[Twisted-Python] TX project guidelines (was Re: Twisted service kit)

Phil Christensen phil at bubblehouse.org
Fri Jun 13 15:20:42 EDT 2008

On Jun 13, 2008, at 1:26 PM, Kevin Horn wrote:
> On Fri, Jun 13, 2008 at 12:07 PM, Phil Christensen <phil at bubblehouse.org 
> > wrote:
>> The great thing about the Twisted Community Code project is that  
>> you don't need any particular approval from anyone to add your  
>> code. If you think what you have might be of use to someone,  
>> whether it's for production use or just as a learning tool, you  
>> should consider creating a TX subproject.
>> There are other options as well. If you feel your code doesn't  
>> warrant the overhead of a full project (e.g., you don't see  
>> yourself having time to respond to bug requests or create  
>> blueprints, etc.), you should be able to create a personal Bazaar  
>> branch to store your code in, which you can then assign to the TX  
>> superproject.
>> This probably won't get as many eyeballs, since it won't be on the  
>> subproject list, but it's a good way to get your code out there in  
>> an easily accessible place. Plus, given the nature of Bazaar,  
>> anyone who wishes will be able to work with your code in their own  
>> branch.
>> -phil
> BTW, Phil, are there any established guidelines/conventions for the  
> "TX" packages other than "start your project name with a 'tx'"?

Not really. Even the 'tx' prefix is just a suggestion. I think adding  
the prefix is a good idea if your project has a generic name, like a  
protocol, but it's up to you. Using it is a nice show of 'community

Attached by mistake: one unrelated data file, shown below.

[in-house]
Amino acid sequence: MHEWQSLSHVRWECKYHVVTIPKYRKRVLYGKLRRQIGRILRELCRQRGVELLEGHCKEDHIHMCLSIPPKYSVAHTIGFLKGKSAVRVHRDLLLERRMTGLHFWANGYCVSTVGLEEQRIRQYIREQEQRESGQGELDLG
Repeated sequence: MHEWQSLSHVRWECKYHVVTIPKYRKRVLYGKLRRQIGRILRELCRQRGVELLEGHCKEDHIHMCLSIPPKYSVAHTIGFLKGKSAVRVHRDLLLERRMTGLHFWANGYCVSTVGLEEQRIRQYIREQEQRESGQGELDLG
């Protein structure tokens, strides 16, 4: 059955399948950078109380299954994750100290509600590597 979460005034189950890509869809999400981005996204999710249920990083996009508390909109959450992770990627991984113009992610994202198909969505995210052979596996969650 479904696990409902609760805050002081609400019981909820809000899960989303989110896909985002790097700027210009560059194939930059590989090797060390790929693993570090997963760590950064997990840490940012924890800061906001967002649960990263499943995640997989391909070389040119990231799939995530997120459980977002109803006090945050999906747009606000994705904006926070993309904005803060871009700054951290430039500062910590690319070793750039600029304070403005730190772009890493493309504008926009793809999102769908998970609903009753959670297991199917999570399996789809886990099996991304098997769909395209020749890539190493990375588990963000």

solidarity', but I know I have a couple of projects I hope to add soon  
where it would just look or sound weird.

> Any suggestions or guidelines on how such packages should leverage  
> setuptools, stuff like that?
> I think it would be very useful to have all of these packages  
> install in a similar fashion, though of course, it wouldn't be  
> practical (or advisable) to try and enforce this in any way.  But I  
> do think it would be good to have a set of guidelines posted  
> someplace saying "here is the recommended way to set up a TX package".

Agreed. I think deployment options like this are best decided on a per- 
project basis, since TX will hopefully be a home for example code and  
works-in-progress as well as true project releases.

Still, I think we can all agree that projects should be installable  
using distutils at the very least. The key thing here is that for most  
projects you should be able to "python setup.py install" and be done  
with it.

Does anyone have any other suggestions? If we can come up with a list  
of suggested criteria, I'll write up a spec to add to the TX blueprints.


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